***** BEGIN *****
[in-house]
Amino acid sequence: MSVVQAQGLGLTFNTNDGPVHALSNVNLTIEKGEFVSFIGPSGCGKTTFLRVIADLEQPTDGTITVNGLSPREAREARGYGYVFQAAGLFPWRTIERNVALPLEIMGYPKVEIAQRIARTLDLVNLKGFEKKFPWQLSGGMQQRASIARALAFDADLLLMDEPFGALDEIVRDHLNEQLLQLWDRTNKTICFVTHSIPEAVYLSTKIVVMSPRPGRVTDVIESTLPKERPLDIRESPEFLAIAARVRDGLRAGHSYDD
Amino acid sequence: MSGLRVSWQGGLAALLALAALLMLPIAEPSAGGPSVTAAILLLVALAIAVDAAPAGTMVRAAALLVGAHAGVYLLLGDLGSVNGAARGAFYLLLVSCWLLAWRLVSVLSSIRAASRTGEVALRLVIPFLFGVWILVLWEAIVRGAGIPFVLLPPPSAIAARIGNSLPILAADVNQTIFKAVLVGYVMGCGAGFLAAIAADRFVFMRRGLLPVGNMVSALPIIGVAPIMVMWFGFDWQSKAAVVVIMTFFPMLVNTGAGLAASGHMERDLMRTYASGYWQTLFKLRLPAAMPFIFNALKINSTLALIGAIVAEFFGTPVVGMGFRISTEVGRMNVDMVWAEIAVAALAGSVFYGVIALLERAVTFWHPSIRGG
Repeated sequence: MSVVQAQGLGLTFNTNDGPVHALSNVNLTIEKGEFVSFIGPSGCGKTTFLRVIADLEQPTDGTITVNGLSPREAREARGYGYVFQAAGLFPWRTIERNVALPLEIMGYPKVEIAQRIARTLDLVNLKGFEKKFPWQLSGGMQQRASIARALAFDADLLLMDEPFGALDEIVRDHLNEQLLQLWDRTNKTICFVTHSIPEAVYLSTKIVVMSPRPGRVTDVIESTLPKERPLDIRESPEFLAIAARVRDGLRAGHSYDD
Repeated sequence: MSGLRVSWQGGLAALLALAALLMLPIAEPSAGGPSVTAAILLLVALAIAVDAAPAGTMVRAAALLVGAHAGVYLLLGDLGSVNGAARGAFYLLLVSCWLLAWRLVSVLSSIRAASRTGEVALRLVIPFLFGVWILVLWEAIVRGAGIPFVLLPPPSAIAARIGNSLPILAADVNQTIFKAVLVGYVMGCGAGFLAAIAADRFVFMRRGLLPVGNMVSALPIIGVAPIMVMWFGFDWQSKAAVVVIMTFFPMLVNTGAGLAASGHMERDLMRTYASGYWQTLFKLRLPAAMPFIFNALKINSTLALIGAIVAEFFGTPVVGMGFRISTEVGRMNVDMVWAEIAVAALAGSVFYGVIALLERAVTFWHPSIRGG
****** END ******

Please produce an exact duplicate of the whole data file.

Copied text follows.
[in-house]
Amino acid sequence: MSVVQAQGLGLTFNTNDGPVHALSNVNLTIEKGEFVSFIGPSGCGKTTFLRVIADLEQPTDGTITVNGLSPREAREARGYGYVFQAAGLFPWRTIERNVALPLEIMGYPKVEIAQRIARTLDLVNLKGFEKKFPWQLSGGMQQRASIARALAFDADLLLMDEPFGALDEIVRDHLNEQLLQLWDRTNKTICFVTHSIPEAVYLSTKIVVMSPRPGRVTDVIESTLPKERPLDIRESPEFLAIAARVRDGLRAGHSYDD
Amino acid sequence: MSGLRVSWQGGLAALLALAALLMLPIAEPSAGGPSVTAAILLLVALAIAVDAAPAGTMVRAAALLVGAHAGVYLLLGDLGSVNGAARGAFYLLLVSCWLLAWRLVSVLSSIRAASRTGEVALRLVIPFLFGVWILVLWEAIVRGAGIPFVLLPPPSAIAARIGNSLPILAADVNQTIFKAVLVGYVMGCGAGFLAAIAADRFVFMRRGLLPVGNMVSALPIIGVAPIMVMWFGFDWQSKAAVVVIMTFFPMLVNTGAGLAASGHMERDLMRTYASGYWQTLFKLRLPAAMPFIFNALKINSTLALIGAIVAEFFGTPVVGMGFRISTEVGRMNVDMVWAEIAVAALAGSVFYGVIALLERAVTFWHPSIRGG
Repeated sequence: MSVVQAQGLGLTFNTNDGPVHALSNVNLTIEKGEFVSFIGPSGCGKTTFLRVIADLEQPTDGTITVNGLSPREAREARGYGYVFQAAGLFPWRTIERNVALPLEIMGYPKVEIAQRIARTLDLVNLKGFEKKFPWQLSGGMQQRASIARALAFDADLLLMDEPFGALDEIVRDHLNEQLLQLWDRTNKTICFVTHSIPEAVYLSTKIVVMSPRPGRVTDVIESTLPKERPLDIRESPEFLAIAARVRDGLRAGHSYDD
Repeated sequence: MSGLRVSWQGGLAALLALAALLMLPIAEPSAGGPSVTAAILLLVALAIAVDAAPAGTMVRAAALLVGAHAGVYLLLGDLGSVNGAARGAFYLLLVSCWLLAWRLVSVLSSIRAASRTGEVALRLVIPFLFGVWILVLWEAIVRGAGIPFVLLPPPSAIAARIGNSLPILAADVNQTIFKAVLVGYVMGCGAGFLAAIAADRFVFMRRGLLPVGNMVSALPIIGVAPIMVMWFGFDWQSKAAVVVIMTFFPMLVNTGAGLAASGHMERDLMRTYASGYWQTLFKLRLPAAMPFIFNALKINSTLALIGAIVAEFFGTPVVGMGFRISTEVGRMNVDMVWAEIAVAALAGSVFYGVIALLERAVTFWHPSIRGG